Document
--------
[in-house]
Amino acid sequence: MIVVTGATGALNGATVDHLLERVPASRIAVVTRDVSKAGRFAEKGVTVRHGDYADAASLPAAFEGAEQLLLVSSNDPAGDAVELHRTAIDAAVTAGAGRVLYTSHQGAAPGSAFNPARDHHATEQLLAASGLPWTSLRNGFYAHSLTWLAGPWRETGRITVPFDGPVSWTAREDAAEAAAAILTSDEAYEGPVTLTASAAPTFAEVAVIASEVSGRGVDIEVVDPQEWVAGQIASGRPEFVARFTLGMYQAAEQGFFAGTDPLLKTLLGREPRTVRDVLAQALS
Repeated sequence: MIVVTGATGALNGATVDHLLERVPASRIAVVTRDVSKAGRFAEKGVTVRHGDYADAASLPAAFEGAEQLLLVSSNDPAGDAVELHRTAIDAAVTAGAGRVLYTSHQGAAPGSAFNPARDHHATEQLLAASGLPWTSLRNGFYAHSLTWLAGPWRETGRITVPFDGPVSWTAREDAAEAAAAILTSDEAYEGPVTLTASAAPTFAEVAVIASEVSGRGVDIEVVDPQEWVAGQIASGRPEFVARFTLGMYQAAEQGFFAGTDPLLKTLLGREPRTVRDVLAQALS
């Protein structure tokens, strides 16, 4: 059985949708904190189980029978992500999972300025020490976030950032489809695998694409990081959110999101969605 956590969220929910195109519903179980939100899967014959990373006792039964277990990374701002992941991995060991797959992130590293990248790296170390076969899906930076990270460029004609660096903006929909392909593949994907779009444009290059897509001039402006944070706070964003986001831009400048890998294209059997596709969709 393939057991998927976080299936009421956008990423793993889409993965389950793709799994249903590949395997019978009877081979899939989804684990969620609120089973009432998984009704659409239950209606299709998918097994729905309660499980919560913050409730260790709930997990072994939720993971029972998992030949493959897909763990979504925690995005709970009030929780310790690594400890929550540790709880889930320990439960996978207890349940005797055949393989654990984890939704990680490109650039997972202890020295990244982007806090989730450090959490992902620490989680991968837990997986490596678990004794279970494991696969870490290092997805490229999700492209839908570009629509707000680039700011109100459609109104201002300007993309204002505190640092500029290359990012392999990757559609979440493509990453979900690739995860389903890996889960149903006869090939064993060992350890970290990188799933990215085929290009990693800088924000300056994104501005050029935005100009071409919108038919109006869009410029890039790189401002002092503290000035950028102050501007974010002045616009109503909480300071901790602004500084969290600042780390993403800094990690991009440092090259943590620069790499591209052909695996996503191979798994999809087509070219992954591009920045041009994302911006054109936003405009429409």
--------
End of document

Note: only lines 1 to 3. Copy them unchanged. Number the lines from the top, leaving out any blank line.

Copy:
[in-house]
Amino acid sequence: MIVVTGATGALNGATVDHLLERVPASRIAVVTRDVSKAGRFAEKGVTVRHGDYADAASLPAAFEGAEQLLLVSSNDPAGDAVELHRTAIDAAVTAGAGRVLYTSHQGAAPGSAFNPARDHHATEQLLAASGLPWTSLRNGFYAHSLTWLAGPWRETGRITVPFDGPVSWTAREDAAEAAAAILTSDEAYEGPVTLTASAAPTFAEVAVIASEVSGRGVDIEVVDPQEWVAGQIASGRPEFVARFTLGMYQAAEQGFFAGTDPLLKTLLGREPRTVRDVLAQALS
Repeated sequence: MIVVTGATGALNGATVDHLLERVPASRIAVVTRDVSKAGRFAEKGVTVRHGDYADAASLPAAFEGAEQLLLVSSNDPAGDAVELHRTAIDAAVTAGAGRVLYTSHQGAAPGSAFNPARDHHATEQLLAASGLPWTSLRNGFYAHSLTWLAGPWRETGRITVPFDGPVSWTAREDAAEAAAAILTSDEAYEGPVTLTASAAPTFAEVAVIASEVSGRGVDIEVVDPQEWVAGQIASGRPEFVARFTLGMYQAAEQGFFAGTDPLLKTLLGREPRTVRDVLAQALS